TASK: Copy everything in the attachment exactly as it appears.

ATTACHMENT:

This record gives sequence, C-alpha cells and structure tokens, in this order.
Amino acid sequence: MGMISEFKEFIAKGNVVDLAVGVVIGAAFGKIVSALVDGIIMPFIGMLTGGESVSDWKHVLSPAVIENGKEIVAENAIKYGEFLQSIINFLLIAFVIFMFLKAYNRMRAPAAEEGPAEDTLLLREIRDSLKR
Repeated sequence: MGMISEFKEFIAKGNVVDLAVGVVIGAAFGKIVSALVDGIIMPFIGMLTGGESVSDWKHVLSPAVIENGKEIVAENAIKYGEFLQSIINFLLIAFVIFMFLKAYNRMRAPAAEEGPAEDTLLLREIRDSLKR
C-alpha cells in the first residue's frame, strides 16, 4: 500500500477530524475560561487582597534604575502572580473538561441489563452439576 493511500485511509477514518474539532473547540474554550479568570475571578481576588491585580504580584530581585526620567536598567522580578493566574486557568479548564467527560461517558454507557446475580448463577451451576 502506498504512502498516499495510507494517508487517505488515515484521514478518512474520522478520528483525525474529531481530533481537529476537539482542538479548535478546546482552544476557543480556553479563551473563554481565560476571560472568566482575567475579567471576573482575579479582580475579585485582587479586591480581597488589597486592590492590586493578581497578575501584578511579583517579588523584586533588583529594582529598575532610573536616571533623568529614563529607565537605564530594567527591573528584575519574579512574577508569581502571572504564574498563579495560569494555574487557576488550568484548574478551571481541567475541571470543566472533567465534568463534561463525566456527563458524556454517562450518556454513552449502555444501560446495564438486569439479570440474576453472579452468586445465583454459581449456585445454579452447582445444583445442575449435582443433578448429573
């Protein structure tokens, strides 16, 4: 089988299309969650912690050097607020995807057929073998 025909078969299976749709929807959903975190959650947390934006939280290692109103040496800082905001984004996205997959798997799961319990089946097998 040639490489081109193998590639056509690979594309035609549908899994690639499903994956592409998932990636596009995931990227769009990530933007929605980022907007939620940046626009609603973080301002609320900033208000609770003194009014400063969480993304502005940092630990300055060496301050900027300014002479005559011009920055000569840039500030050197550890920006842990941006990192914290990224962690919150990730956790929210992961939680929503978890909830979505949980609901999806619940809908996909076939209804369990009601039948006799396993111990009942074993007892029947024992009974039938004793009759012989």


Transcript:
This record gives sequence, C-alpha cells and structure tokens, in this order.
Amino acid sequence: MGMISEFKEFIAKGNVVDLAVGVVIGAAFGKIVSALVDGIIMPFIGMLTGGESVSDWKHVLSPAVIENGKEIVAENAIKYGEFLQSIINFLLIAFVIFMFLKAYNRMRAPAAEEGPAEDTLLLREIRDSLKR
Repeated sequence: MGMISEFKEFIAKGNVVDLAVGVVIGAAFGKIVSALVDGIIMPFIGMLTGGESVSDWKHVLSPAVIENGKEIVAENAIKYGEFLQSIINFLLIAFVIFMFLKAYNRMRAPAAEEGPAEDTLLLREIRDSLKR
C-alpha cells in the first residue's frame, strides 16, 4: 500500500477530524475560561487582597534604575502572580473538561441489563452439576 493511500485511509477514518474539532473547540474554550479568570475571578481576588491585580504580584530581585526620567536598567522580578493566574486557568479548564467527560461517558454507557446475580448463577451451576 502506498504512502498516499495510507494517508487517505488515515484521514478518512474520522478520528483525525474529531481530533481537529476537539482542538479548535478546546482552544476557543480556553479563551473563554481565560476571560472568566482575567475579567471576573482575579479582580475579585485582587479586591480581597488589597486592590492590586493578581497578575501584578511579583517579588523584586533588583529594582529598575532610573536616571533623568529614563529607565537605564530594567527591573528584575519574579512574577508569581502571572504564574498563579495560569494555574487557576488550568484548574478551571481541567475541571470543566472533567465534568463534561463525566456527563458524556454517562450518556454513552449502555444501560446495564438486569439479570440474576453472579452468586445465583454459581449456585445454579452447582445444583445442575449435582443433578448429573
């Protein structure tokens, strides 16, 4: 089988299309969650912690050097607020995807057929073998 025909078969299976749709929807959903975190959650947390934006939280290692109103040496800082905001984004996205997959798997799961319990089946097998 040639490489081109193998590639056509690979594309035609549908899994690639499903994956592409998932990636596009995931990227769009990530933007929605980022907007939620940046626009609603973080301002609320900033208000609770003194009014400063969480993304502005940092630990300055060496301050900027300014002479005559011009920055000569840039500030050197550890920006842990941006990192914290990224962690919150990730956790929210992961939680929503978890909830979505949980609901999806619940809908996909076939209804369990009601039948006799396993111990009942074993007892029947024992009974039938004793009759012989």